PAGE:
The mother of Daisy Coleman, a Missouri teen who says she was raped by a 17-year-old classmate at the age of 14 in Jan. 2012, told CBS News’ Crimesider Thursday that she is disappointed that a special prosecutor assigned to reexamine her daughter’s case only found enough evidence to charge the accused rapist with misdemeanor child endangerment.
“I think she had a really tough task and I think she did the very best she could do with it,” Melinda Coleman said of Jackson County Prosecutor Jean Peters Baker in a telephone interview Thursday.
“Considering all the evidence that had been lost, destroyed, tampered with or returned… There wasn’t a lot she could do,” Coleman said.
Matthew Barnett, now 19, the man accused in the case, was charged Thursday with misdemeanor child endangerment. He is scheduled to be arraigned later Thursday.
Special prosecutor Jean Peters Baker has been re-examining Daisy’s allegations that Barnett raped her at a January 2012 alcohol-fueled house party, when he was a Maryville High School senior and she was a freshman. Barnett says the sex was consensual.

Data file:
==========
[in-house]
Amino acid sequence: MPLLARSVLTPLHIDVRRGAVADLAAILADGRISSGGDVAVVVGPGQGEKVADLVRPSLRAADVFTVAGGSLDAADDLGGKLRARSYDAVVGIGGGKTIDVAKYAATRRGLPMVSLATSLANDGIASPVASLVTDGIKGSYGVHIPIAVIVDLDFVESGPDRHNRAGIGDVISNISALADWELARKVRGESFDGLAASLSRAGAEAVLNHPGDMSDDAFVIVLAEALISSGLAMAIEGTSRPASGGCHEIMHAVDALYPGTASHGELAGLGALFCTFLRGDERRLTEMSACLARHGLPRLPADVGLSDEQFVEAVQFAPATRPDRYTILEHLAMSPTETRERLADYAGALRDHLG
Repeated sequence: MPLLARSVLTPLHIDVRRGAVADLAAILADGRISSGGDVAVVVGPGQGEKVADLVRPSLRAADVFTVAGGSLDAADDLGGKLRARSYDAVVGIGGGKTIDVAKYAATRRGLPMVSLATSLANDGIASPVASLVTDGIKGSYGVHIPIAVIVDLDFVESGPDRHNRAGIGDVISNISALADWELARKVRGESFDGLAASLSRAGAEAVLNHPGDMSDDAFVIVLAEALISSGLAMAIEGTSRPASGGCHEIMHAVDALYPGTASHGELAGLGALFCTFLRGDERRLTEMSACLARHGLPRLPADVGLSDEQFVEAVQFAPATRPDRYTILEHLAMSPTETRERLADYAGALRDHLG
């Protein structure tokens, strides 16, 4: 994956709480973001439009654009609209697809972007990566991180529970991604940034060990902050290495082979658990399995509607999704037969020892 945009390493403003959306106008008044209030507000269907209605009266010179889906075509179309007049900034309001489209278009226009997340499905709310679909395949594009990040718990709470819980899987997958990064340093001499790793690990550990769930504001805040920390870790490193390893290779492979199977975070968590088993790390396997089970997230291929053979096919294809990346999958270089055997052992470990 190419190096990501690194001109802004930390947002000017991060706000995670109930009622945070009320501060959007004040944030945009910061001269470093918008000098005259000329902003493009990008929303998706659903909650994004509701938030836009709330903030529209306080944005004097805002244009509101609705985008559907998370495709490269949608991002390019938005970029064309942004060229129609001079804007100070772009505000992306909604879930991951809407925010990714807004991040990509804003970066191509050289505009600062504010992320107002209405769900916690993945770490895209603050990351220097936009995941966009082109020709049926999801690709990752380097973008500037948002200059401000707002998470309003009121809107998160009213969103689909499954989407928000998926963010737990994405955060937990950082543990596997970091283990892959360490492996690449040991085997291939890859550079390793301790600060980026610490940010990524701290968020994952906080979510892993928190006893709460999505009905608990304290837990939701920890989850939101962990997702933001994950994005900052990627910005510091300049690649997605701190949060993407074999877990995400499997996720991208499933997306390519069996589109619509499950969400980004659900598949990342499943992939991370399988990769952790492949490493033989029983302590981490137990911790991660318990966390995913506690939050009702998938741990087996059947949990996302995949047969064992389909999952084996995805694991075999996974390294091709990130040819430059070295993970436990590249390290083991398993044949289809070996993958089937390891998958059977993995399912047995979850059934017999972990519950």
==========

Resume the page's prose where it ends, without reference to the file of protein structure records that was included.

Nodaway County prosecuting attorney Robert Rice previously dismissed felony charges against Barnett over what he said was a lack of evidence and the Colemans refusal to cooperate.
The case drew national attention following an Oct. 12 report in the Kansas City Star which questioned Rice’s motives in dropping the case and delved into the alleged harassment endured by Daisy and her family.
On Oct. 16, Rice asked for a special prosecutor to take a new look at the case, and Baker was given that assignment.
Melinda Coleman has disputed Rice’s assertions that her and Daisy refused to cooperate in the investigation. She told Crimesider in October that she only invoked her Fifth Amendment right after the felony charges were dropped in the case and after Rice and a rape advocate talked her into doing so.
Melinda Coleman has said she believes the charges were dropped for “political” reasons.
Barnett is the grandson of a once-prominent local politician.
Coleman said her daughter Daisy had not been informed of the news of the misdemeanor charge and was still hospitalized following a suicide attempt earlier in the week stemming from alleged online harassment.
“She’s doing OK,” Coleman said when asked her daughter’s status.